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Math for the people, by the people.


PlanetMath is a virtual community which aims to help make mathematical knowledge more accessible. PlanetMath's content is created collaboratively: the main feature is the mathematics encyclopedia with entries written and reviewed by members. The entries are contributed under the terms of the Creative Commons By/Share-Alike License in order to preserve the rights of authors, readers and other content creators in a sensible way. We use LaTeX, the lingua franca of the worldwide mathematical community. On February 13th 2013, was updated to use the new software system Planetary. Some release notes are here. Please report bugs in the Planetary Bugs Forum or on Github.

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[P] I like it by rdokoye Nov 19
I think I have a greater understanding of a tetrahedron now, your explanation was simple enough. I was thinking of studying mathematics at university, but instead opted to go into computing, repair diagnostics, <a href="">sys backup & recovery</a> etc... which has turned out to be most helpful for me, at least.

[p] Brun's Constant by twinprime57 Nov 18
Hi Planetmath, I have been doing some research on Brun's constant, and it seems the value that is converged to is 1.902160583104...Is there not a zero after the 9 ie 1.902? I saw 1.92 on the actual page that discusses Brun's constant. I just joined the site and would like to say this is one cool math site! Just wanted to check on the 1.902 vs. 1.92 Thanks, twinprime57

[P] The pdf is missing on the tab by thomasjones Nov 11
The pdf is missing on the tab, can you please reattach it? <a href="">Domestic Cleaner Bognor Regis</a>

[P] Incorrect solution by Utsab4u Nov 8
The last verctor w3 is incorrect it should be (1856/1129,-3132/1129,-1392/1129) get the modifications done if possible

[p] my post got malformed after by lekek Nov 8
my post got malformed after pressing post button

Anyone got any info on the following? by lekek Nov 8
(1)F(x) not smaller than 0 (2)F(x) not bigger than 0 but)F(x) = (1/0) + (0*x) isn't F(x) supposed to be equal to 0 because of (1) and (2)? How could this affect modern proofs?>

FYI: site under construction again by unlord Oct 25
As you can probably see, the front page of the site is a bit broken right now. I plan to fix it, and improve it a bit in the process, this weekend. There are some other long-standing bugs that need fixing as well, and I hope to get to those as I have time. I have a LOT of ideas about ways to improve the site -- as I'm sure many of you do too. The problem is that we currently have zero budget. Sincere thanks go to everyone making constructive contributions, and thanks as well for your patience. >

[p] Since I got an error in the process by rrogers Oct 20
The answer should be in the Picard–Lindelöf theorem.

PlanetMath search engine by pahio Oct 20
The search engine of PlanetMath is again functioning.>

[p] Discrepancy by rrogers Oct 11
I've done a few samples using direct summing and it seems that your: 1/(2^2q) should be 1/(2^q) Why don't you try it; I could have the formula feeding the summation wrong. ---------------- binomial(10,5)/(2^10); sum(binomial(2*k,k)*(-1/2)^k*binomial(10,k),k,0,10); (9/2)!/(5!*sqrt(pi)); ---------------------- Answers 63/256 63/256 63/256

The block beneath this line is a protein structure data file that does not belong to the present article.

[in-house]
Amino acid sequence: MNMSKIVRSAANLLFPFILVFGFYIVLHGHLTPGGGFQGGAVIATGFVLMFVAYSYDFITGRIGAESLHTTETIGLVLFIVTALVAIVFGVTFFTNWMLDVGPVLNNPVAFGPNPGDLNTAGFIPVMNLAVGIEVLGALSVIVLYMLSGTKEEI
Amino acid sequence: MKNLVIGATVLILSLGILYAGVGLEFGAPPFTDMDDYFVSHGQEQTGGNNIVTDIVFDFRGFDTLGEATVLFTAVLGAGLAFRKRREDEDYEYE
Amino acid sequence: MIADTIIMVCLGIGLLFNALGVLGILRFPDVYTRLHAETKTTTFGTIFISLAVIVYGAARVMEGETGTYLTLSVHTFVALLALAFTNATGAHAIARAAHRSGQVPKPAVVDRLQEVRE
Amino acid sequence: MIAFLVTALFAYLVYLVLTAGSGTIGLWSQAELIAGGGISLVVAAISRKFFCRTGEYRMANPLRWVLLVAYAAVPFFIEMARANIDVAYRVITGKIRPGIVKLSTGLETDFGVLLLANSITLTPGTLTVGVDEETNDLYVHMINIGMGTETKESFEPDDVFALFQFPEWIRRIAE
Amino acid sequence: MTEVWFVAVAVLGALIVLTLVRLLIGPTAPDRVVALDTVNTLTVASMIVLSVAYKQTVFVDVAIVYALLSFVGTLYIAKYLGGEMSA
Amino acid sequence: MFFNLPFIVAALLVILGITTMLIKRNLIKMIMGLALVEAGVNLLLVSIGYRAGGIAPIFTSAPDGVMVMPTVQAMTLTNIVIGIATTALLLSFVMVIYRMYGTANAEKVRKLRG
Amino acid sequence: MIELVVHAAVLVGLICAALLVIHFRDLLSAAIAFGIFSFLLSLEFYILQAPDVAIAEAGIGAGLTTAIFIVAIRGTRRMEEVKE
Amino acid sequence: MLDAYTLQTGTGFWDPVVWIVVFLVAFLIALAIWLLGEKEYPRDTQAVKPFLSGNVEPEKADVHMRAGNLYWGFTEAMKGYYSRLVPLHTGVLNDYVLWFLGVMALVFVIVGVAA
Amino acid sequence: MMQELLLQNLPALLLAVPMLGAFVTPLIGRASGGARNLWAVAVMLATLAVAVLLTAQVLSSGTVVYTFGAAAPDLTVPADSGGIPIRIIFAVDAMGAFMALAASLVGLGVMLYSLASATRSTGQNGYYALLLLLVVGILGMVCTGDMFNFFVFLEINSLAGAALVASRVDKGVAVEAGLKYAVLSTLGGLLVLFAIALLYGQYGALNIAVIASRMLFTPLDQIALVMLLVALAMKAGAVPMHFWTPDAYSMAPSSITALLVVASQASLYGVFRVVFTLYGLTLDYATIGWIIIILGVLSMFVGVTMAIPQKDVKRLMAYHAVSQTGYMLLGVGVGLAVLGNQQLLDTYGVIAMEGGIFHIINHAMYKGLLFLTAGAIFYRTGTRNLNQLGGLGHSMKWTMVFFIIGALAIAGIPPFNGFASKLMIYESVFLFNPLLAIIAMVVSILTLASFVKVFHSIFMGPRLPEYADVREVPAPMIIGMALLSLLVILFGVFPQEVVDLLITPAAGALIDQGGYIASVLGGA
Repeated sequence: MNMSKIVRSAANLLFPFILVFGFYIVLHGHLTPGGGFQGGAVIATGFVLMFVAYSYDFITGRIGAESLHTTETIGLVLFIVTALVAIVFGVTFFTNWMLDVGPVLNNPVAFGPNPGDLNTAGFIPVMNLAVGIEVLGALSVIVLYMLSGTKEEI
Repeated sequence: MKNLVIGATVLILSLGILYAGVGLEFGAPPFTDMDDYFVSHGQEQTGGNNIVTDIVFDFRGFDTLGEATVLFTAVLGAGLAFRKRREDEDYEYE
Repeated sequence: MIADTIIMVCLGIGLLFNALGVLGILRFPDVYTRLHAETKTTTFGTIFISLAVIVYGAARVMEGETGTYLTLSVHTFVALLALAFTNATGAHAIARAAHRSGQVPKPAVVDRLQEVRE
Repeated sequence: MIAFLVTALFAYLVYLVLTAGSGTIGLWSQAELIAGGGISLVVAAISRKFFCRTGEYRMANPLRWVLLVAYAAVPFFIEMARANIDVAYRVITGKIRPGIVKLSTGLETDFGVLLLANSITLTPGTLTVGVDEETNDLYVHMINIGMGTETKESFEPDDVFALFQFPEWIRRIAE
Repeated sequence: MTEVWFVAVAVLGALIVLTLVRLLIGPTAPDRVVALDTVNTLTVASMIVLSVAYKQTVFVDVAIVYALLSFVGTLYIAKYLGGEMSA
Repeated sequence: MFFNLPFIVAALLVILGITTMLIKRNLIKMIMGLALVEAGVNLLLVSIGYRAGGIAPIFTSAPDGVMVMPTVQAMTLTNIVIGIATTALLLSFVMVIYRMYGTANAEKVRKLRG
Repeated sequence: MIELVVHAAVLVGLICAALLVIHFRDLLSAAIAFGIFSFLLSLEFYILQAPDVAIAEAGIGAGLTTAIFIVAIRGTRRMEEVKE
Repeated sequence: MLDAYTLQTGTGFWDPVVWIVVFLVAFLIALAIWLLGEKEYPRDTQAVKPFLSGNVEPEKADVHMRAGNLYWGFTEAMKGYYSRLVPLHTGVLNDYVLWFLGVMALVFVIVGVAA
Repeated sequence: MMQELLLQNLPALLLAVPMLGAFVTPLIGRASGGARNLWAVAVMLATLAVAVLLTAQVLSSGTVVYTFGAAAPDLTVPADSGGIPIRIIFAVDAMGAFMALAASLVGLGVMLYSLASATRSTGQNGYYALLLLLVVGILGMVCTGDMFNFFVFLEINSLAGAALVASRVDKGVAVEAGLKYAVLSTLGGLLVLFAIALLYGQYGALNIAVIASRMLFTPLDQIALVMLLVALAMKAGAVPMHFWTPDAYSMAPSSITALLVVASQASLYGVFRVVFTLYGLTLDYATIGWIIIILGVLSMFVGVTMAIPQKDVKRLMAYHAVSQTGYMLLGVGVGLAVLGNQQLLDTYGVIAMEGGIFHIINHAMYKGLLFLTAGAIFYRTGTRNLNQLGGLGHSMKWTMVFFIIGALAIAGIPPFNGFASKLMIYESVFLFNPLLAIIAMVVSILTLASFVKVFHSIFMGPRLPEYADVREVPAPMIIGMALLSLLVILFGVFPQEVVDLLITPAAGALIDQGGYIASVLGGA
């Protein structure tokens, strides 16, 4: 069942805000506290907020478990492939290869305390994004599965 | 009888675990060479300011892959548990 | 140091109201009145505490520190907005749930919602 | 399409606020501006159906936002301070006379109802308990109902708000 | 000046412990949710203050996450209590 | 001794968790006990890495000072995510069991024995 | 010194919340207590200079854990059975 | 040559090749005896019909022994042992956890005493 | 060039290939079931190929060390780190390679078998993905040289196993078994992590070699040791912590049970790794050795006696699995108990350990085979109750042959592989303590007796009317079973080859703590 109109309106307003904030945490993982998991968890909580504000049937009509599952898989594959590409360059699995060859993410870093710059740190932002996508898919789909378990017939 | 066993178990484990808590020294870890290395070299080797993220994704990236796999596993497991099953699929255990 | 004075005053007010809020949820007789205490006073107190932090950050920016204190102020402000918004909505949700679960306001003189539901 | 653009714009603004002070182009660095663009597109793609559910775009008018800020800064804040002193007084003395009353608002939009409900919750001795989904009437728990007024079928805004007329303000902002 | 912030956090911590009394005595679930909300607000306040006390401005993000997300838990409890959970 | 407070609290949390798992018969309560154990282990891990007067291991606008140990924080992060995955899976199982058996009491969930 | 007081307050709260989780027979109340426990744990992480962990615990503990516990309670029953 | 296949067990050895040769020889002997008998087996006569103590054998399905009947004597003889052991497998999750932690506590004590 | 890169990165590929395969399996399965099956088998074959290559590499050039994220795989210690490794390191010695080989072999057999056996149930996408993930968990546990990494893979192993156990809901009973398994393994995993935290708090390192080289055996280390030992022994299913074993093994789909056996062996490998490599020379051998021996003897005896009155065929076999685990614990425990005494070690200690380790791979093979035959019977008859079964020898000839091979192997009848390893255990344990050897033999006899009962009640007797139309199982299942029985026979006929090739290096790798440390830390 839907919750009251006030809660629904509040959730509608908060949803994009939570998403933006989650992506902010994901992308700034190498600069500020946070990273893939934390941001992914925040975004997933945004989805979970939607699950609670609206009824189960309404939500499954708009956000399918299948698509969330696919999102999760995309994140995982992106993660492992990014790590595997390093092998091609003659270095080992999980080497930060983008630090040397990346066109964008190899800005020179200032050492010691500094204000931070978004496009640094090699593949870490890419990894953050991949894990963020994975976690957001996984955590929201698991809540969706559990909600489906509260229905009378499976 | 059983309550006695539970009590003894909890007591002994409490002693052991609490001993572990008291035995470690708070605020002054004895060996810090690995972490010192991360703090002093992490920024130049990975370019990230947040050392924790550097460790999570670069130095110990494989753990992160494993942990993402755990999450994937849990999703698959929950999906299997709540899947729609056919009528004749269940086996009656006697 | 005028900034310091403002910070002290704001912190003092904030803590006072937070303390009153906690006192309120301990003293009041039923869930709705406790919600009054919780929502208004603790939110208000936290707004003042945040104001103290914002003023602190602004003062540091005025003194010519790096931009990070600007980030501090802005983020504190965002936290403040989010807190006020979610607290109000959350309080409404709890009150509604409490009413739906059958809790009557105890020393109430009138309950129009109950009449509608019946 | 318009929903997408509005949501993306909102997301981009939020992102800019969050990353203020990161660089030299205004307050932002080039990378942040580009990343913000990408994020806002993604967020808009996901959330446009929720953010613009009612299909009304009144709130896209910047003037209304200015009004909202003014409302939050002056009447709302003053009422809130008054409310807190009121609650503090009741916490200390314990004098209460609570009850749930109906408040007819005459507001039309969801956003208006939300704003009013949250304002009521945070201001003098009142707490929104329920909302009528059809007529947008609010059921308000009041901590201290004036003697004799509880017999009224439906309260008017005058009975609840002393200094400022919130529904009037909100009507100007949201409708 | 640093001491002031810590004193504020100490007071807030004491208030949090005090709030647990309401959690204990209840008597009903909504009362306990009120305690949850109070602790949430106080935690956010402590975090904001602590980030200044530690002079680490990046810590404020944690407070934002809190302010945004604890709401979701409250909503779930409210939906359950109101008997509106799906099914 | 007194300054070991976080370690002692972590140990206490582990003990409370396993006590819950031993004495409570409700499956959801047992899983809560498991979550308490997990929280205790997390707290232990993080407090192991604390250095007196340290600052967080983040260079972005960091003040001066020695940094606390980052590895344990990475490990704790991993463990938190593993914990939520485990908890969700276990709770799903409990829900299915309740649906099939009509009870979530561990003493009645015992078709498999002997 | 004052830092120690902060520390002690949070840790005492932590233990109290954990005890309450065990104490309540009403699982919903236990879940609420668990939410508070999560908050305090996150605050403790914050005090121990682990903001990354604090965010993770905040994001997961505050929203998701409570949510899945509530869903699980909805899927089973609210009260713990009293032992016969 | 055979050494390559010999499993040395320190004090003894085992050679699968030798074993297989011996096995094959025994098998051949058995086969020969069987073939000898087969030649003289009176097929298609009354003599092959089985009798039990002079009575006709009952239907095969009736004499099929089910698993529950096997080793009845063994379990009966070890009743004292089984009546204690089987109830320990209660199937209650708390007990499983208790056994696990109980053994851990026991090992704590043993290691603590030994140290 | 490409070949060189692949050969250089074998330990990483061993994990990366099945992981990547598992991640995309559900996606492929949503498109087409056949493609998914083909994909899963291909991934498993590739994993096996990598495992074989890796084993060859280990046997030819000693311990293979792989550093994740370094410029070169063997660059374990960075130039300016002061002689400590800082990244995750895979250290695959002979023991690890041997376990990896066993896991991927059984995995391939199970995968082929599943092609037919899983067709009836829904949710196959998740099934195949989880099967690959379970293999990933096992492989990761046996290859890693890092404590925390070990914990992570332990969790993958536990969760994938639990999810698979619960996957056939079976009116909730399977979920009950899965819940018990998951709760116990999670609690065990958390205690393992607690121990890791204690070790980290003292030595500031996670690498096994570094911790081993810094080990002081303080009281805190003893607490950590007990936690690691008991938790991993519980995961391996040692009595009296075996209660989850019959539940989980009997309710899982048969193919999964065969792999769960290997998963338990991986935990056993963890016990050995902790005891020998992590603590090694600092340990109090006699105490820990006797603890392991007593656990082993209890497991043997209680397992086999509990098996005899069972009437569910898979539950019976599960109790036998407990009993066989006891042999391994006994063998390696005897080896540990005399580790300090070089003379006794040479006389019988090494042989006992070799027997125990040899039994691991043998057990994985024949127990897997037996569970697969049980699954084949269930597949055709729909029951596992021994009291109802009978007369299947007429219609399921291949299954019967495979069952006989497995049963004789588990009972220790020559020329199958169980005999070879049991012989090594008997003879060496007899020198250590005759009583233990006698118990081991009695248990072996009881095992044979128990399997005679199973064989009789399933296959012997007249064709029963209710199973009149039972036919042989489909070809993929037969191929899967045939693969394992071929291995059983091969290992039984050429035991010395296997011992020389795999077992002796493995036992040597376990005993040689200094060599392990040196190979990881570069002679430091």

[p] Amusing Answer by rrogers Oct 11
Using Maxima's simplify_sum gives for a limit of 2*n ---- $\sum_{p=0}^{2n}\left(\frac{-1}{2}\right)^{p}\binom{2n}{p}\binom{2p}{p}$ $\frac{\left(\frac{2*n-1}{2}\right)!}{\sqrt{(\pi)}\cdot n!}$ Which seems strange until you evaluate -- $\left(\frac{\left(2\cdot4-1\right)}{2}\right)!=\left(\frac{105}{16}\right)\cdot\sqrt{\pi}$ So the sqrt(pi)'s cancel. Remember $\Gamma\left(\frac{1}{2}\right)=\sqrt{\pi}$ And for odd n $\sum_{p=0}^{2n+1}\left(\frac{-1}{2}\right)^{p}\binom{2n+1}{p}\binom{2p}{p}$ 0 ---------------------- Maxima also has the Zeilberger algorithm. I will copy the answer here when I understand it. If you feel you need it. -------------------- Incidently simplify_sum doesn't give a proof certificate but Zeilberger does. ---- Ray

Polynomial Generating Functions/Pascal Matrices by rrogers Oct 10
Would anybody be interested in discussing a presentation here on using Pascal/Shift matrices to directly generate various Polynomial sequences via. their generating functions expressed in matrices? The underlying idea is that most generating functions are still true when indexing variables (t) are replaced with full rank singular matrices (i.e. n-1). In particular the Pascal or Shift matrices. This leads to the generating function expressed in terms of matrices and most familiar generating functions directly stating the polynomials. Also that the series is truncated automatically and exactly. I do have some theorems rather than just words :) I have a "blog" where I have stuffed some notes and results. Ray>

[p] A Request to Administration-III by akdevaraj Oct 4
Attention Dr. Puzio: Kindly see my request to Administration. Would be glad if you would kindly do the needful.

[p] A request to Administration -II by akdevaraj Sep 30
This is to remind administration about my request to either a) enable " copy and paste operation" on the templates reserved for articles and messages or b) open a page on facebook which will automtically enable copying and pasting as well as uploading snapshots of articles and messages.